Discovering a fountain of youth has been part of human history dating back centuries. The name most closely linked to the search is that of 16th century Spanish explorer Juan Ponce de Leon, who reportedly thought it would be found in Florida, where St. Augustine, the oldest city in the U.S., was founded.1 Although the story makes for good a legend, scholars now believe Ponce de Leon was interested in political gain and not longevity.2

The search for antiaging elixirs and remedies has not abated. Science got closer in the 1930s when telomeres were first discovered.3 In 1973, Alexey Olovnikov discovered telomeres shorten with time as they fail to replicate completely with each cell division.4 This means, as you get older, your telomeres get shorter. In 1984, Elizabeth Blackburn, Ph.D., from the University of California San Francisco, discovered how chromosomes are protected by telomeres and the enzyme telomerase.5

But the scientific explanation for longevity in individual populations continue to remain elusive. In studying different groups of individuals who live to 100, researchers agree there's no specific pattern. That said, scientists have identified several factors that improve your chances for living longer. A recent study has now demonstrated chess grandmasters enjoy the same longevity advantages as elite athletes.6

Comment: The only real idea explored here is that chess grandmasters live as long as Olympic athletes because they take care to exercise and eat right. That's certainly possible, but one possibility that isn't explored in the above article is that the relationship between healthy mind and healthy body goes both ways. There is more and more evidence coming to light that physical strength and fitness has a beneficial effect on the brain. Perhaps the relationship is mutual - a physically fit mind leads to a physically fit body.

Light Saber

The Child is the Father to the Man: 9 Foundational habits young men should start now to raise themselves right

Young Man
A while back I was driving through the place where I grew up - Edmond, Oklahoma - and happened to pass by my old high school. This wasn't an unusual event; I now live just an hour and a half from Edmond and my parents still reside there, so I'm back fairly frequently and sometimes pass the school. But this time something was different. On past occasions, I would be hit with a rush of nostalgia and memories of my days there would vividly come back to me. This time, however, I felt...nothing. Cognitively I thought, "There's my old high school," but no emotional wires were tripped. It seemed like just another building - my feeling of strong personal connection to it had disappeared.

As I drove on and contemplated this change and the distance I realized I now felt towards my youth in general, a quote from Theodore Roosevelt I had read years earlier came back to me: "The child is father to the man." When I first came across the quote, it had puzzled me. I couldn't really grasp what it meant. But as I drove past the home of the Edmond North Huskies, I began to understand it.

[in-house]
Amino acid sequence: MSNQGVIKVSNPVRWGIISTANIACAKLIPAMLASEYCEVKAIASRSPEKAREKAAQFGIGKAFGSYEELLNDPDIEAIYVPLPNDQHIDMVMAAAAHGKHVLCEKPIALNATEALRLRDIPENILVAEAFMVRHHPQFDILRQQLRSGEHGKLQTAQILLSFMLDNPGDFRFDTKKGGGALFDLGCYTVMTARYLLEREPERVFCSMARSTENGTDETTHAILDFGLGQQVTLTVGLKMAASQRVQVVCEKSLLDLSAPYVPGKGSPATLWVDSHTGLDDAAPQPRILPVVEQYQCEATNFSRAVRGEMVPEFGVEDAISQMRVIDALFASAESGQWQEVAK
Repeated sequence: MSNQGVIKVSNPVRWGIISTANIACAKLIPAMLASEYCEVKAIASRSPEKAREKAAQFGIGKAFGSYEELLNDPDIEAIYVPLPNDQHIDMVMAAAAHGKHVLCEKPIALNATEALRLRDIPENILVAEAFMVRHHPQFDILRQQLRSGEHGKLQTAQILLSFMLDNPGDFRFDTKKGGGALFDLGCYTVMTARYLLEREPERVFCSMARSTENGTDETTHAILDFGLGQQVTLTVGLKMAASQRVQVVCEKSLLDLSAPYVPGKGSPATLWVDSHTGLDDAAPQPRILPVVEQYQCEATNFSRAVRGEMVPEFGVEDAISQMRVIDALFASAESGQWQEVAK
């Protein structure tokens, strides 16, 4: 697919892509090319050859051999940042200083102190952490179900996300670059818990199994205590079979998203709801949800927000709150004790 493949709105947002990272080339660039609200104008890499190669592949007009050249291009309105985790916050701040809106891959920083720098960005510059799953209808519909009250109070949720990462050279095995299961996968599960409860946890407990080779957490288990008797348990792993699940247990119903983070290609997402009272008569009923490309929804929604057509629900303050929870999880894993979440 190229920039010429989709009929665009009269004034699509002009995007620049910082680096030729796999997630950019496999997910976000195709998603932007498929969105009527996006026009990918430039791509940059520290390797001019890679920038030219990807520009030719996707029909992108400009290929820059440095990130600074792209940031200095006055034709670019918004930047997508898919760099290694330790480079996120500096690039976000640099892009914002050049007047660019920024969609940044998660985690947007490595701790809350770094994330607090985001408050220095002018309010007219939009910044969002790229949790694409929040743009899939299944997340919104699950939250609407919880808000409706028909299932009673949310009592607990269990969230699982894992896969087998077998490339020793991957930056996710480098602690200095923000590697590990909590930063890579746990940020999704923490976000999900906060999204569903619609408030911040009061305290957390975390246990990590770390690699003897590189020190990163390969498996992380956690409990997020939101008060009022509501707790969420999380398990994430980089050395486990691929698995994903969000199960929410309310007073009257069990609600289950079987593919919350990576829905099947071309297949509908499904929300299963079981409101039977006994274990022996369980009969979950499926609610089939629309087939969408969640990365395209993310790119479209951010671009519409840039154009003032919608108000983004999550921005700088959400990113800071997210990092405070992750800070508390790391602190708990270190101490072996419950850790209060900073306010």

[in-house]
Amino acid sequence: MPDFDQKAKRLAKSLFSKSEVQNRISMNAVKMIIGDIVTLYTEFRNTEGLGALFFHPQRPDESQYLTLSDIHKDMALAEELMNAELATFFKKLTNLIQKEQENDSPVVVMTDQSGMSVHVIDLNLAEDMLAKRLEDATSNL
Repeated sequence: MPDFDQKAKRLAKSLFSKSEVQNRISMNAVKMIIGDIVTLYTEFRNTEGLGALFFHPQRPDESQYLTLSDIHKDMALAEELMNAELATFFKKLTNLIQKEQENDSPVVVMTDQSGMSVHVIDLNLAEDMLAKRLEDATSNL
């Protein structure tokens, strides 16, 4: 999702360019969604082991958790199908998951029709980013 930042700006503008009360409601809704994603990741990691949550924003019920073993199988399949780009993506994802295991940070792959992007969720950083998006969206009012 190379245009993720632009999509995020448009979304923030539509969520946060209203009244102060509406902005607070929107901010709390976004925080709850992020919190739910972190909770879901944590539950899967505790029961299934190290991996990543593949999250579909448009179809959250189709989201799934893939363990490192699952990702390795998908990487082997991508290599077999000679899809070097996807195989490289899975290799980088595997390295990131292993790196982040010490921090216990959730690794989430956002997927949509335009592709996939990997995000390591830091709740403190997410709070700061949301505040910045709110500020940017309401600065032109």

Expectations: Exploring the invisible forces that shape human behavior

Do you think that the private thoughts in your head could influence how other people - or creatures - act? The answer is "Of course not," right? Because to say yes would be to admit you believe in mind control or telekinesis or some other phenomenon usually reserved for superhero comic books.

But early in his career, a research psychologist named Bob Rosenthal wasn't so sure. So to test his hypothesis, he designed a devious experiment.

Late one night he crept into his research lab and hung signs on all the rat cages. Some signs said that the rat inside the cage was incredibly smart, while others said that the rat inside was incredibly dumb (even though neither of these things was true). "They were very average rats that you would buy from a research institute that sells rats for a living," says Rosenthal.

Comment: How other people's unspoken expectations control us

Red Pill

Getting to know how others see you can help you see yourself

self reflection
© llustration: Jon Krause
We don't always correctly read how the outside world reads us; new research shows what we can do to improve our perception and the benefits we'll see

Most of us are not as self-aware as we think we are.

Research shows that people who have a high level of self-awareness - who see themselves, how they fit into the world and how others see them clearly - make smarter decisions, raise more mature children and are more successful in school and work. They're less likely to lie, cheat and steal. And they have healthier relationships.

Tasha Eurich, an organizational psychologist from Denver, spent three years conducting a study on self-awareness and has a new book on it titled "Insight." When it comes to self-knowledge, she says there are three types of people: those who have it, those who underestimate how much they have (she calls them "underraters") and those who overestimate how much they have ("overraters"). Underraters beat themselves up unnecessarily. Overraters believe they do everything well. She found no gender differences in her research.